This week was filled with news of Congressional inquiries, subpoenas, and investigations, as House committee chairs took the first steps to hold Trump and his regime accountable. Leaks from the regime heightened concerns about a White House rapidly devolving to the Trump Organization, with Trump largely freelancing and acting unilaterally, and taking the advice from a small group of sycophantic insiders.
February 02, 2019
This week concerns about Trump’s foreign policy were front and center, as the regime rolled back sanctions against a Russian oligarch, and withdrew from the Cold War-era Intermediate-Range Nuclear Forces Treaty — both seen as victories for Putin. The Financial Times reported on a previously undisclosed one-on-one meeting between Trump and Putin at the G20 just months after Helsinki. Congress rebuked Trump’s foreign policy again this week in a piece of legislation drafted by Majority Leader Mitch McConnell over Trump’s withdrawal of troops from Syria and Afghanistan. Heads of U.S. Intelligence agencies testified before the Senate on their annual “Worldwide Threat Assessment,” revealing findings in sharp contrast from Trump on Iran, ISIS, and North Korea, as well as the southern border. Trump reacted by castigating his appointed agency heads, then later inviting them to the Oval office and blaming the media instead.
January 26, 2019
This is the longest and perhaps most perilous week for Trump so far. Not only did House Speaker Nancy Pelosi outmaneuver him in the government shutdown, but by week’s end she was publicly questioning if Trump is beholden to Russian President Vladimir Putin, and if his campaign coordinated efforts to subvert the 2016 U.S. election. Meanwhile, House committees, now chaired by Democrats, geared up to challenge Trump and his regime on a number of fronts, including inquiries into Deutsche Bank’s handling of Trump’s accounts and the regime’s process of granting of security clearances.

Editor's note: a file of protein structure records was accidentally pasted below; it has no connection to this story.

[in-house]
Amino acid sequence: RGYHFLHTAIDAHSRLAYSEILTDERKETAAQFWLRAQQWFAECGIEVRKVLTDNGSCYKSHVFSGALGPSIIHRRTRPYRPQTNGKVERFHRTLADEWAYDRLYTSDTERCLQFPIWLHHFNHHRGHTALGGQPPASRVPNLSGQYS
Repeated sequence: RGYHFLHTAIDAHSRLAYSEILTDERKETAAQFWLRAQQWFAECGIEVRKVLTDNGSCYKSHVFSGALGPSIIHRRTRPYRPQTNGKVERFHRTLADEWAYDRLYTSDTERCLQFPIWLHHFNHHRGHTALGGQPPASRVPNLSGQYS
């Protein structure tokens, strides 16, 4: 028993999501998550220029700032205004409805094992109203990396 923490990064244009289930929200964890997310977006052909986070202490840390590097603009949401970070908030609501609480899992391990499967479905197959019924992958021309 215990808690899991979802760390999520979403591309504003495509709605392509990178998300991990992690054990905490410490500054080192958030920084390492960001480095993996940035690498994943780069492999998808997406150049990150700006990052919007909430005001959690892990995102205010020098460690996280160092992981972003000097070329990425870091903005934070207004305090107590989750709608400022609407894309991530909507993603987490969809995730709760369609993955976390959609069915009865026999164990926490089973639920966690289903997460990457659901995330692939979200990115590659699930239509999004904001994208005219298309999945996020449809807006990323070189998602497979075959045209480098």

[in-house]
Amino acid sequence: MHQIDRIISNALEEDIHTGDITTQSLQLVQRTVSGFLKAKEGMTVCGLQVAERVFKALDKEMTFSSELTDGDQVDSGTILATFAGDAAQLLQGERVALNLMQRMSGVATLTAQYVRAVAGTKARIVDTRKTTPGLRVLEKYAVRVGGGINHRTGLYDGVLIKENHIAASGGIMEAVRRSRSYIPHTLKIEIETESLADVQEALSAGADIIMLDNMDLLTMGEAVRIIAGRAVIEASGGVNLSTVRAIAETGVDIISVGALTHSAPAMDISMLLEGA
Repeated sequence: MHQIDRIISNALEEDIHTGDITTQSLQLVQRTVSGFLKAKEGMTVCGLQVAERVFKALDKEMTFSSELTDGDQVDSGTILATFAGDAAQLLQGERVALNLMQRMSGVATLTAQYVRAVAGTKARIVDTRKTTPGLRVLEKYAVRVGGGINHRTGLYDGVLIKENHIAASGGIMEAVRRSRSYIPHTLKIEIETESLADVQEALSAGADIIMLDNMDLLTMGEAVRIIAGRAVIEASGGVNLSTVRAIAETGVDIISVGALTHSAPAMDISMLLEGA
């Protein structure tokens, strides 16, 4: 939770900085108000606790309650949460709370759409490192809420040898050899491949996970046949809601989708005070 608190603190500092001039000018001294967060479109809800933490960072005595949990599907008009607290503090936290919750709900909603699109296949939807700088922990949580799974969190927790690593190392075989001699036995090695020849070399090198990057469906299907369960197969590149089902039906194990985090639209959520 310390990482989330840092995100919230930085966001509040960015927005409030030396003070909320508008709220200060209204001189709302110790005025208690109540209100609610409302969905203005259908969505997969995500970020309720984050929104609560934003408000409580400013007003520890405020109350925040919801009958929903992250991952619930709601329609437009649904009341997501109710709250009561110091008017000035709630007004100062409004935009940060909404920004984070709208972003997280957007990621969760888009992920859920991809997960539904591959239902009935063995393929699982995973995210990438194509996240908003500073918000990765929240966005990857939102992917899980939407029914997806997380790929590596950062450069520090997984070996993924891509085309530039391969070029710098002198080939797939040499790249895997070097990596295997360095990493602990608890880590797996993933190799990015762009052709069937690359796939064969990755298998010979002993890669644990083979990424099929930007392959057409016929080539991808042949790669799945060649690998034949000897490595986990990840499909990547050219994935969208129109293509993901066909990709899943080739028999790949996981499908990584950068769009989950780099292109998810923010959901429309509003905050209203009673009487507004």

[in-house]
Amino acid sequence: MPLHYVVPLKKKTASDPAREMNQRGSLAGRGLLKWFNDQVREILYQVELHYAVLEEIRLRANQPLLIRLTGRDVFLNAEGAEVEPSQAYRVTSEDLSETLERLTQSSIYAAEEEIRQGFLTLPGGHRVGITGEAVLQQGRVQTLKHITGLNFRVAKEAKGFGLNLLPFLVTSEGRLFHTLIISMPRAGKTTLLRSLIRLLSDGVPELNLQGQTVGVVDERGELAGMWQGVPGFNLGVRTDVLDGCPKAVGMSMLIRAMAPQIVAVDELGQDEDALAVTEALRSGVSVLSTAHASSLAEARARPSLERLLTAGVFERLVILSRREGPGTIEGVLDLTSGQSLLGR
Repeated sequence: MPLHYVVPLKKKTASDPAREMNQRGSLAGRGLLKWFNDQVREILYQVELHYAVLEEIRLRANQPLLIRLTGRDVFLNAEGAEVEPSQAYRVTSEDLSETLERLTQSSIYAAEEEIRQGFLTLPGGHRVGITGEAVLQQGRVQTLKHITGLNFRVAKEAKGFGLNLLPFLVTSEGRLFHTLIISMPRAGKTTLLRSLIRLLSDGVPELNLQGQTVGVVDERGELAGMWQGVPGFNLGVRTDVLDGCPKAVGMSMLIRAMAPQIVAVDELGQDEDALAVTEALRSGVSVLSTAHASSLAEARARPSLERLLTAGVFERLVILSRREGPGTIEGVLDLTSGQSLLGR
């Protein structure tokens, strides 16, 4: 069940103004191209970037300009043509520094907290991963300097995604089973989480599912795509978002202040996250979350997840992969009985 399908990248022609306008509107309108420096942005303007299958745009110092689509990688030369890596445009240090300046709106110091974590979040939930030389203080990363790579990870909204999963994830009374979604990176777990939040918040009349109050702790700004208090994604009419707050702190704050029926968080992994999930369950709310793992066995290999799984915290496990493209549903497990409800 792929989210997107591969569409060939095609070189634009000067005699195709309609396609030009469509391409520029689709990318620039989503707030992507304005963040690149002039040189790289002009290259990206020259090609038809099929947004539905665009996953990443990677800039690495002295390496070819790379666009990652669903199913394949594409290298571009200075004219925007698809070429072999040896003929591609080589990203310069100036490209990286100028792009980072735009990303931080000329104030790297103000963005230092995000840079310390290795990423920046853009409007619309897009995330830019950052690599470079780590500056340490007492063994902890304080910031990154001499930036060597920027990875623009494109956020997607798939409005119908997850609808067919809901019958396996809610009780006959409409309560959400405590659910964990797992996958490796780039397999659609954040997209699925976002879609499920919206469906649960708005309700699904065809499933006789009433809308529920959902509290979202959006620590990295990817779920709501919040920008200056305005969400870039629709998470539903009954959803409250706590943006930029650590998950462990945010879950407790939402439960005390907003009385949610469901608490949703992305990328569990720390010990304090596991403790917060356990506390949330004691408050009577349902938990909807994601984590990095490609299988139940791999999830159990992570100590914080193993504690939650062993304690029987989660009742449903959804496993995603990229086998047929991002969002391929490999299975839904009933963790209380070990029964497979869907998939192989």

Following dire warnings from agencies, unions, and former government officials about safety and security risks, public outcries and protests from unpaid furloughed workers, and plummeting approval, Trump finally agreed to reopen the government Friday. The final impetus appeared to be delayed flights at New York’s LaGuardia Airport due to staffing issues with unpaid air traffic controllers.
January 19, 2019
This week marked 29 days of the government being shuttered, with no end in sight. Agencies continued to feel the effects, as thousands of furloughed employees were called back to work unpaid. Federal workers formed blocks-long lines at food banks, and borrowed from retirement accounts to make ends meet. Trump’s approval continued to fall this week, with one poll indicating he is losing support from his base. Conversely, House Speaker Pelosi’s popularity hit a 10-year high as the two did battle, and Trump reckoned with the first check on his power.
January 12, 2019
This week Trump struggled to create stagecraft and find narratives to justify funding for his border wall, while keeping the government shuttered. Trump delivered a prime-time Oval Office address, visited the U.S.-Mexico border, and held an immigration round-table to make his case, while the reality of the shutdown hurt federal workers and contractors, and agencies started to cut back or cease operations and functions.